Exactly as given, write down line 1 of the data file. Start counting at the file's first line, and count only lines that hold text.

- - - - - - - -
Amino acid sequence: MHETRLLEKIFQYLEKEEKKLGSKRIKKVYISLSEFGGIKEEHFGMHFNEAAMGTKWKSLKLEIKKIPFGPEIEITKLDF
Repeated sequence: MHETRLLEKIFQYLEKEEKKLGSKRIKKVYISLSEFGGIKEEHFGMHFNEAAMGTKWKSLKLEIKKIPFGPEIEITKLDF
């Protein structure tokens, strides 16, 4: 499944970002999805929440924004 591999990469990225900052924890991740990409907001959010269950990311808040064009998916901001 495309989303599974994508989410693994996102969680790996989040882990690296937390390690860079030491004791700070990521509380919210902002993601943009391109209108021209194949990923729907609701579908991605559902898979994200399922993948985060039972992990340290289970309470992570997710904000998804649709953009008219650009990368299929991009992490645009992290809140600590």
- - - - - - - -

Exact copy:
Amino acid sequence: MHETRLLEKIFQYLEKEEKKLGSKRIKKVYISLSEFGGIKEEHFGMHFNEAAMGTKWKSLKLEIKKIPFGPEIEITKLDF